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January 21, 1974

Sodium Nitroprusside Treatment of Ergotamine-Induced Peripheral Ischemia

Author Affiliations

From the Clinical Pharmacology Program (Drs. Carliner, Denune, and Goldberg), and the departments of medicine, pharmacology, and anesthesiology (Dr. Finch), Emory University School of Medicine and Grady Memorial Hospital, Atlanta. Dr. Denune is now at the Massachusetts Mental Health Center, Boston, and Dr. Finch is at Doctors Memorial Hospital, Atlanta.

JAMA. 1974;227(3):308-309. doi:10.1001/jama.1974.03230160036008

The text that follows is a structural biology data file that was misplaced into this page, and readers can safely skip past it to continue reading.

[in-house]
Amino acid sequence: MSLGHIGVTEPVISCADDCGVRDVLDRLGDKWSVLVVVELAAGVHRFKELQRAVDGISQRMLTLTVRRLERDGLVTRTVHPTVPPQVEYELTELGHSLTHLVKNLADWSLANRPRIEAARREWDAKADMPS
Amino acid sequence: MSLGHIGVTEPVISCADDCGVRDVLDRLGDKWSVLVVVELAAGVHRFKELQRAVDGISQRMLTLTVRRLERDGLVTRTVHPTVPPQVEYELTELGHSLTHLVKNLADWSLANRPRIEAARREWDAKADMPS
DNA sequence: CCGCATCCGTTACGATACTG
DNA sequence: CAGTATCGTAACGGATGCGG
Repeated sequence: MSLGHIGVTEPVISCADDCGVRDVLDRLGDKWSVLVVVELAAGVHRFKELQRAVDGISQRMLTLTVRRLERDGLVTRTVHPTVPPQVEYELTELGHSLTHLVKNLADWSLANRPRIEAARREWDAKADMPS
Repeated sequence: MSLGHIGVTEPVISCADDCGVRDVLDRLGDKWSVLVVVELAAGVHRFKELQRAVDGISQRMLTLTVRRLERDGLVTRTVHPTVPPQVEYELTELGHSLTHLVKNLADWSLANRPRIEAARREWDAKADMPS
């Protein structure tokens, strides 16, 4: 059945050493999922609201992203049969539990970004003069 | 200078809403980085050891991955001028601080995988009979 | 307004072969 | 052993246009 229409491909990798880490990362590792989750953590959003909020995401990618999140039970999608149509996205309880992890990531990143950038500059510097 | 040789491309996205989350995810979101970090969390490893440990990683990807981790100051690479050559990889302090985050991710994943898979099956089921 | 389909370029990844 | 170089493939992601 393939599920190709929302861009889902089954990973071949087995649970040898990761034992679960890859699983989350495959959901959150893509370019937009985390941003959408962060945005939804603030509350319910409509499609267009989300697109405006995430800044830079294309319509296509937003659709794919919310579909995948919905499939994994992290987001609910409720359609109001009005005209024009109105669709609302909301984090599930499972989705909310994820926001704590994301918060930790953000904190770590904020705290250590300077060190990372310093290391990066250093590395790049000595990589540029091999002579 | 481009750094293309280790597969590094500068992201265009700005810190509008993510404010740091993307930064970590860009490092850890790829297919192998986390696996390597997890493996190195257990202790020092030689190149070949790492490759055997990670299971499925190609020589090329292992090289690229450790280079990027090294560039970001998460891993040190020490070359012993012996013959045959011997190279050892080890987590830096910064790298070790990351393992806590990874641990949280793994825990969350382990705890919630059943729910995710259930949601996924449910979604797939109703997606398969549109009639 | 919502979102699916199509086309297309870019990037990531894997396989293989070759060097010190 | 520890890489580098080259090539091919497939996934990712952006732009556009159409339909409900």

A 50-year-old woman was admitted to the hospital with severe peripheral ischemia of all four extremities due to an overdose of suppositories containing ergotamine tartrate and caffeine (Cafergot) (total dose of ergotamine, 36 mg). Fluids were given intravenously but, because of recurrent seizures, anticoagulants were not given. Signs of ischemia increased and were unaffected by intravenously given hydralazine hydrochloride. A continuous intravenous infusion of the potent vasodilator sodium nitroprusside was then initiated, with subsequent complete resolution of all signs and symptoms of peripheral ischemia.